Decoded Arts: What are the main challenges in this production?

Roger Beaumont: Like I said – farce is hard. Acting-wise there is no security for the actors in moments of “self-reflection” to let them drift into a scene – it’s more like diving off the top board at the swimming pool and only finding out if you can swim once you hit the water!

There is no easy way to make this a safe or comfortable experience for them, it’s more “work out who you are and now get on with it!” As in life some people find it easier than others, but my cast has been great – really brave and prepared to make themselves vulnerable in rehearsal so that we can end up with a show to be proud of.

Technically – well, there are a lot of doors opening and closing and the timing is clearly crucial. We’ve been blessed with a great design from Phil Lindley. Our Stage Manager Richard Davies has got us rehearsal props really early, and Andy Hind is busy building doors to maximise the time we can rehearse with them. Thanks to all of them.

Decoded Arts: Did you have an “a-ha” moment when a problem was suddenly resolved?

Sedos Rehearsal Image 2

Sedos rehearsal image of “Boeing Boeing.” Copyright image by Ruth Anthony, used with permission. All rights reserved.

Roger Beaumont: I definitely had a moment when I thought “this definitely is no doddle!” I’ve directed Beckett, Ibsen and Chekhov and in some ways this is more terrifying.

Like the actors, I did all the prep work – knew my Stanislavskian super-objectives etc., and then went “Sh!t! What do we do know?”, apart from climbing to the top board and jumping off. Trying to play farce truthfully is not for the faint hearted, and I can see why sometimes people revert to stereo-types and slap-stick.

Luckily for me the actors resolved my problem for me by taking responsibility for their characters and diving in. So I guess I said, “a-ha – it’s all about the actors.”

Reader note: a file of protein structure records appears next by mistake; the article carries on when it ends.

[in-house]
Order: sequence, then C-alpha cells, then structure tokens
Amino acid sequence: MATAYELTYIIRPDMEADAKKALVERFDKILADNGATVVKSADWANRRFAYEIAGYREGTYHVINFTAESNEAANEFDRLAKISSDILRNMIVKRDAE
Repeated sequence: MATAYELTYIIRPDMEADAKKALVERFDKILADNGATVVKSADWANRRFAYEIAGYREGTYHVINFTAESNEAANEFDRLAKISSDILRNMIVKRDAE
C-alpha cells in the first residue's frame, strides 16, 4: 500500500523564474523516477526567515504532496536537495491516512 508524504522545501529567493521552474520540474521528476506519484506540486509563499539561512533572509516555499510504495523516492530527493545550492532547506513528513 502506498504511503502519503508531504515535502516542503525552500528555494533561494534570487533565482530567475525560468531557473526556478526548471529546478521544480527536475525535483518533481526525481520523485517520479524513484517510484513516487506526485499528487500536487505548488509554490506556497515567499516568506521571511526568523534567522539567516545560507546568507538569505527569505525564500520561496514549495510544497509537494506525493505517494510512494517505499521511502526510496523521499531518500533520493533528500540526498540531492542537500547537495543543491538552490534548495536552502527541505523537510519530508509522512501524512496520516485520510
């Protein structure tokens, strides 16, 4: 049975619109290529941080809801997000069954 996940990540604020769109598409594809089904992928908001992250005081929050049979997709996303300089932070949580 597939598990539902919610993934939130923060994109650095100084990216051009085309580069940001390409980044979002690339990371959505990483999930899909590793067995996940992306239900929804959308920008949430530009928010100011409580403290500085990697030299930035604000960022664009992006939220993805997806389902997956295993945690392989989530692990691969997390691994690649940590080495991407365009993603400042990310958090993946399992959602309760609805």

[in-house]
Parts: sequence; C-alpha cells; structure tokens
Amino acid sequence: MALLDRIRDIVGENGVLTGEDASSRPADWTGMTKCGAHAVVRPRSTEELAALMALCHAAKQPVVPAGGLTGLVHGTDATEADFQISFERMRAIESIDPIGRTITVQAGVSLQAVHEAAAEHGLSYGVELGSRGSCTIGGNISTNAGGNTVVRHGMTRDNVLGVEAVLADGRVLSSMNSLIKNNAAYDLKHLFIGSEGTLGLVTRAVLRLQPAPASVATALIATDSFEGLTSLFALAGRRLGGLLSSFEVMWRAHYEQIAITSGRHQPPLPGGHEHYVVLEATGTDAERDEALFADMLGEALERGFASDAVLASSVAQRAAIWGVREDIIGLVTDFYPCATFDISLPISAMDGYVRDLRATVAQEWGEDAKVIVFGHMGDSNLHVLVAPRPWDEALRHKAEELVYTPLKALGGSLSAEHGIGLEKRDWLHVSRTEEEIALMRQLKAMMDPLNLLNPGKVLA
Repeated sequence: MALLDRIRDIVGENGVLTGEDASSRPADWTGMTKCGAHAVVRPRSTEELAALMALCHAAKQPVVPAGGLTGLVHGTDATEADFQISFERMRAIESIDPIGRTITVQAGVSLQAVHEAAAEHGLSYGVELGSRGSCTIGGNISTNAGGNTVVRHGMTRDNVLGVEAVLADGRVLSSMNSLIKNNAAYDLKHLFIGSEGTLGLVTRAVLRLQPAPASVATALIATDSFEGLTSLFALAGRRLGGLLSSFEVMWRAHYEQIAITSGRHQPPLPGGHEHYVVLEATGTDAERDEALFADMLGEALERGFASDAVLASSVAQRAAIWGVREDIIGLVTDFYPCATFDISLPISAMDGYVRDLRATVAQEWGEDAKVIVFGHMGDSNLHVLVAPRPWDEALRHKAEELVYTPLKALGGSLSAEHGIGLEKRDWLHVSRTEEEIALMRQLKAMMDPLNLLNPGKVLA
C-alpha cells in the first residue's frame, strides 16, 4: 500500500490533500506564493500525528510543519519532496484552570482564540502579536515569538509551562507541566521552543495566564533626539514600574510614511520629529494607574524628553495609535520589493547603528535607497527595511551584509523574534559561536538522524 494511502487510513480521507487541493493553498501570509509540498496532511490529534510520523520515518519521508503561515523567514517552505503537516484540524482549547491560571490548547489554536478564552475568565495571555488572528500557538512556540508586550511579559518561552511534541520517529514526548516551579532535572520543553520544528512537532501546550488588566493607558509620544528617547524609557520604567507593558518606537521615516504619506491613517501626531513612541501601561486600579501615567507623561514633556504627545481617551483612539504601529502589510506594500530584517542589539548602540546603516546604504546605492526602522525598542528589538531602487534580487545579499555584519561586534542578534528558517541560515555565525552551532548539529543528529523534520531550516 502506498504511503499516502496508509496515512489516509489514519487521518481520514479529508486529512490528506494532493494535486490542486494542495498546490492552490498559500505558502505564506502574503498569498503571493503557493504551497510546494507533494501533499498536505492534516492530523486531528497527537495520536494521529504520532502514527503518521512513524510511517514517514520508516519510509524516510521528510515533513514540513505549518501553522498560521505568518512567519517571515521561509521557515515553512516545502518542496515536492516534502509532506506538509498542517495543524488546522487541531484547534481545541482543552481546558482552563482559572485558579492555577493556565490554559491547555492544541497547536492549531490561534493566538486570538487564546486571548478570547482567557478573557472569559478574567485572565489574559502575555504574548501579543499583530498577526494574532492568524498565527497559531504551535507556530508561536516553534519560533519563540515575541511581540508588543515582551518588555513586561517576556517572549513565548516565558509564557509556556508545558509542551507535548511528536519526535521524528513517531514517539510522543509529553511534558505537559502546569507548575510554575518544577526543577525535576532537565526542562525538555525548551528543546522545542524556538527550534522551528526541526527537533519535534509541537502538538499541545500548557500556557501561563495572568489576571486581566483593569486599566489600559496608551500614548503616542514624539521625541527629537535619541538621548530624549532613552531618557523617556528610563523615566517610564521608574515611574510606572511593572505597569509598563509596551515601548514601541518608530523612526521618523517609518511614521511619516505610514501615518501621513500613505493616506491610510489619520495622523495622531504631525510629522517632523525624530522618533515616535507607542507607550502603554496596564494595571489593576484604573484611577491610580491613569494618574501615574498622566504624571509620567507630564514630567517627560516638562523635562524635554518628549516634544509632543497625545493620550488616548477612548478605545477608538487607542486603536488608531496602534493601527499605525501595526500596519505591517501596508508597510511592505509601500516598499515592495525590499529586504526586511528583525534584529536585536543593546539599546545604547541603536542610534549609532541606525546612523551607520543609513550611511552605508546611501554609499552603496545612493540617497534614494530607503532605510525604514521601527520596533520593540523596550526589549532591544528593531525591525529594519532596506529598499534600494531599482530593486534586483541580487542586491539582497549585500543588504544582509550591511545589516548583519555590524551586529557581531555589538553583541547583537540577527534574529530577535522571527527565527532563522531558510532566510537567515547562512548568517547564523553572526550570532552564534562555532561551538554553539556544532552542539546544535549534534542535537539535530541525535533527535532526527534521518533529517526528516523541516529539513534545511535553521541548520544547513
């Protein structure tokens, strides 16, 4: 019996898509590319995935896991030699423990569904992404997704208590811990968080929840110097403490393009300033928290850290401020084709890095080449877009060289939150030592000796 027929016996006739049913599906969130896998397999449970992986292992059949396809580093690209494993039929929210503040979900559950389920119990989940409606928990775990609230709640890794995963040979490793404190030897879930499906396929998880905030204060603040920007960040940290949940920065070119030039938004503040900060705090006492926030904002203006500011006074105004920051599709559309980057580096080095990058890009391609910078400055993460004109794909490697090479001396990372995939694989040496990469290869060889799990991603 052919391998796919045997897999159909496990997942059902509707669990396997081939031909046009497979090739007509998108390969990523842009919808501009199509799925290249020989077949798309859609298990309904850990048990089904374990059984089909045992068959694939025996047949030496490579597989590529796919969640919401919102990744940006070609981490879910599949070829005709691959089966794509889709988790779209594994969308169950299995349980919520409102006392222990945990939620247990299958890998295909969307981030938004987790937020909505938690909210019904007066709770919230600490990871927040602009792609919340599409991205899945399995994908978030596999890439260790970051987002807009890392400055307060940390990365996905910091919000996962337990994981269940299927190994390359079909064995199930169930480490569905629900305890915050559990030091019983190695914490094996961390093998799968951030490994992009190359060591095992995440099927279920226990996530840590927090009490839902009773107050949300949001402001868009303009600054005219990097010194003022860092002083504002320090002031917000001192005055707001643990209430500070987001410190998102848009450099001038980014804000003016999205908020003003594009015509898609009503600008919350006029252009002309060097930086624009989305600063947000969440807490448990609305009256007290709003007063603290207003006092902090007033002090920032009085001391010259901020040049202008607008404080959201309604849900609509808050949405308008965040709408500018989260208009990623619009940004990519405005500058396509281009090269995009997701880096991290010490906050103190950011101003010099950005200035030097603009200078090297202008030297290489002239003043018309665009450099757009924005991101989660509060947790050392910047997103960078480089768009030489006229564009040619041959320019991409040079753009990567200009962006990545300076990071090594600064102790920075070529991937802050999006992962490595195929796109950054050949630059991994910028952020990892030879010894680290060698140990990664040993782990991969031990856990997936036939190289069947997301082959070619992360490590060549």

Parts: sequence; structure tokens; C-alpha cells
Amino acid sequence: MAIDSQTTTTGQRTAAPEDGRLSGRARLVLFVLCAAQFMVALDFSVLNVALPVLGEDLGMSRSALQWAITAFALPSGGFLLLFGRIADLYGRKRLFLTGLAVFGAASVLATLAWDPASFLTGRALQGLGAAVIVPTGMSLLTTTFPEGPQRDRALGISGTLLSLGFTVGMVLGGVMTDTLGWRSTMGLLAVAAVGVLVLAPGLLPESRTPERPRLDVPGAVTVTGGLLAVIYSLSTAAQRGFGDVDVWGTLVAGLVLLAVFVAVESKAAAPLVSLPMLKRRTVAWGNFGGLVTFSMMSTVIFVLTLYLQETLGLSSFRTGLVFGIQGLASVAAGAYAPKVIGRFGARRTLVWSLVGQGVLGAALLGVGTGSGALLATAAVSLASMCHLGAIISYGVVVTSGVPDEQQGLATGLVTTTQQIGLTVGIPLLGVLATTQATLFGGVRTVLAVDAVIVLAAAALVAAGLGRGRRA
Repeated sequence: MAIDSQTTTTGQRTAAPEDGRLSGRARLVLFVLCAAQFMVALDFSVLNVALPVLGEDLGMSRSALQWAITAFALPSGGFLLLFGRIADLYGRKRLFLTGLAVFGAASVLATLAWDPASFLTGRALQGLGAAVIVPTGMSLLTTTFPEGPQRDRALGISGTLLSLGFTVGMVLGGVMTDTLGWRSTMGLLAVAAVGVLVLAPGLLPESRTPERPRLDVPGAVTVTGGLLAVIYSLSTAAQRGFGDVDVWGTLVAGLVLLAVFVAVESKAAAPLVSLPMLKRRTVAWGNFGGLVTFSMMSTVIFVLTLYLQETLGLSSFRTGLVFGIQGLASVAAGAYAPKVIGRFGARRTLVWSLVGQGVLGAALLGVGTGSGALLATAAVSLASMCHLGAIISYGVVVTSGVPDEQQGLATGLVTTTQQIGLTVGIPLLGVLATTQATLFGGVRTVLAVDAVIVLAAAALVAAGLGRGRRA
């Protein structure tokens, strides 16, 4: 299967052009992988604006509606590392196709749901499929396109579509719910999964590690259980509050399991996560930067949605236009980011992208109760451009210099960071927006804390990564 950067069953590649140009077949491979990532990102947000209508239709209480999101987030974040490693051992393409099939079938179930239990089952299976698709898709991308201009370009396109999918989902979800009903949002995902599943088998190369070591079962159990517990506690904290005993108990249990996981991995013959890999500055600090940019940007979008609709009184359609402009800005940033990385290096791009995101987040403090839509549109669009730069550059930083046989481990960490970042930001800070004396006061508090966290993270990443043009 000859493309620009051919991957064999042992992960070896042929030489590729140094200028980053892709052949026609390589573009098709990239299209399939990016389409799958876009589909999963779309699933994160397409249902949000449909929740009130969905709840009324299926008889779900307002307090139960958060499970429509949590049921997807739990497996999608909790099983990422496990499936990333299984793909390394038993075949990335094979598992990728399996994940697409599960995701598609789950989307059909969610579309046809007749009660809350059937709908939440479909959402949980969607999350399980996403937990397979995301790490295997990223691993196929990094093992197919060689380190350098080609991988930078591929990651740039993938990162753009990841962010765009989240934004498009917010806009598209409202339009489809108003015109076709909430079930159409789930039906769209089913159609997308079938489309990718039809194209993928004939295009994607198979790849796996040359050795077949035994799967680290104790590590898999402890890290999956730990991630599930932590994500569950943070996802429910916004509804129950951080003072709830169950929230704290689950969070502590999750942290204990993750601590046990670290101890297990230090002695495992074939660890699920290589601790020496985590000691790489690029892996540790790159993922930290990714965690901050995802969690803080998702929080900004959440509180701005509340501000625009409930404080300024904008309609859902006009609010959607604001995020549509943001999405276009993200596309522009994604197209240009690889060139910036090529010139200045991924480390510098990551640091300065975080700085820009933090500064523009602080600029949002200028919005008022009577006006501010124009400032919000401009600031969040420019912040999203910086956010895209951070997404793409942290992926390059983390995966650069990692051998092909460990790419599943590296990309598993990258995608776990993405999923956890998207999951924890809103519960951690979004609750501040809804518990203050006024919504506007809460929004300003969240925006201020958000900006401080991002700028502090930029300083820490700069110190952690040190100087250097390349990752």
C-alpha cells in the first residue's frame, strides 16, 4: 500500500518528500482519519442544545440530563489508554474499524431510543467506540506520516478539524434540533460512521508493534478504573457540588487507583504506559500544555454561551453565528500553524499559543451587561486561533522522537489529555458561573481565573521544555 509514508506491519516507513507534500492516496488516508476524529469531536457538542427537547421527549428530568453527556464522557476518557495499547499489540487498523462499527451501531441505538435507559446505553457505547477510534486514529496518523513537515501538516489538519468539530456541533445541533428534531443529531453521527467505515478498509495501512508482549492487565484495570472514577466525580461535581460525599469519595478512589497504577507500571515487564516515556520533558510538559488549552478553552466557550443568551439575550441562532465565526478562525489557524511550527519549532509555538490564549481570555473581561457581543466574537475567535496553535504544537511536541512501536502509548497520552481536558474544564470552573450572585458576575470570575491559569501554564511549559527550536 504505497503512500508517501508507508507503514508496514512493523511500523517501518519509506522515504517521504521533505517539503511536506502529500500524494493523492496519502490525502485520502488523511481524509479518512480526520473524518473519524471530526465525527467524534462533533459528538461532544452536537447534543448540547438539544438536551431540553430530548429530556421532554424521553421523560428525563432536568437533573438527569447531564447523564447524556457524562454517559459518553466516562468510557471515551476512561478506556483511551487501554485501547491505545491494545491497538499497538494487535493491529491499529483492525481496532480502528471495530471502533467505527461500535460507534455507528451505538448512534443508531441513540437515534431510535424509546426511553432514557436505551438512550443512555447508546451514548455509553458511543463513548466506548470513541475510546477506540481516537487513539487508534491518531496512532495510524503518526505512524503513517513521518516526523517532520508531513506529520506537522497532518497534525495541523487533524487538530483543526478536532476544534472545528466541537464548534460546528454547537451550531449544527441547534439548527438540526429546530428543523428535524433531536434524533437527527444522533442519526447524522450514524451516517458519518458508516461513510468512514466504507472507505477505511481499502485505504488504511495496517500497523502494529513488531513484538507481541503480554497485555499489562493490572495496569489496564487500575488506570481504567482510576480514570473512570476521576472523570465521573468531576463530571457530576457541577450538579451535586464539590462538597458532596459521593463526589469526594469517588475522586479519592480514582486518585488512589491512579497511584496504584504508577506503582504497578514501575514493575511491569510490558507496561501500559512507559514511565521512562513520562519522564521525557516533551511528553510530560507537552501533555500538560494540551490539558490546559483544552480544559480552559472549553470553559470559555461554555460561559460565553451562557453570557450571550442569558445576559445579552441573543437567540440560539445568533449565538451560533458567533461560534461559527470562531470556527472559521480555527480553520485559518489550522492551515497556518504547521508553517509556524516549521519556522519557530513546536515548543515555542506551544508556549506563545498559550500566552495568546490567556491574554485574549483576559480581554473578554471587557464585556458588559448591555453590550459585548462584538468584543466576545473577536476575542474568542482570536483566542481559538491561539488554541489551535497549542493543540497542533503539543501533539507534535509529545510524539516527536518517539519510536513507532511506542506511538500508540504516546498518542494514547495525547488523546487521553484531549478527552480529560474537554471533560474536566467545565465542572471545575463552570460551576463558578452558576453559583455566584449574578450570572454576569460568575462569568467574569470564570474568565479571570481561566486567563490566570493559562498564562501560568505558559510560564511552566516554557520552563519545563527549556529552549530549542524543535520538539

To misquote Beckett it’s been a case of “Try, Fail, Try Again, Fail Harder” – but keep going at it until you find something that just might work, and I think we have.″

Decoded Arts: You must have had a lot of fun during rehearsals for this production. What is your favourite thing about rehearsals at Sedos?

Roger Beaumont: To be honest it’s been a roller-coaster – there have been moments when I have struggled to know quite what to do or say to help the actors, but I am stubborn and they have been great so we’ve kept at it and had some great laughs along the way and, as they say, things taste sweeter when you’ve had to work for them.

Sedos offer enormous opportunities and support to their production teams. Open auditions mean that you get to cast from a wide pool of talented actors. And then the people “in the back-ground” at Sedos offer every assistance in bringing the show to the audience. In this respect I’d like to say a particular thank you to Pippa Kyle, if I may. (Pippa is trouble-shooter and go-between, between the committee and the production team.)

Sedos Plans for the Future Include:

  • Viktor/Victoria – 26th November-6th December 2014
  • The Devils – 17th-21st March 2015
  • Legally Blond – 7th-16th May 2015
  • Serial Killers – 30th June-4th July 2015

With such a broad range of forthcoming productions Sedos is always on the lookout for new talent. Further details are on the company website.

A Superb Performance – A Great Night Out

Sedos’s production of Boeing Boeing is, as we have come to expect, another excellent performance by all concerned. The production becomes all the more enjoyable when we consider the difficulties of putting on this type of farce as outlined by Roger Beaumont. Sedos may be an amateur company, but it displays a thoroughly professional attitude in all that it does.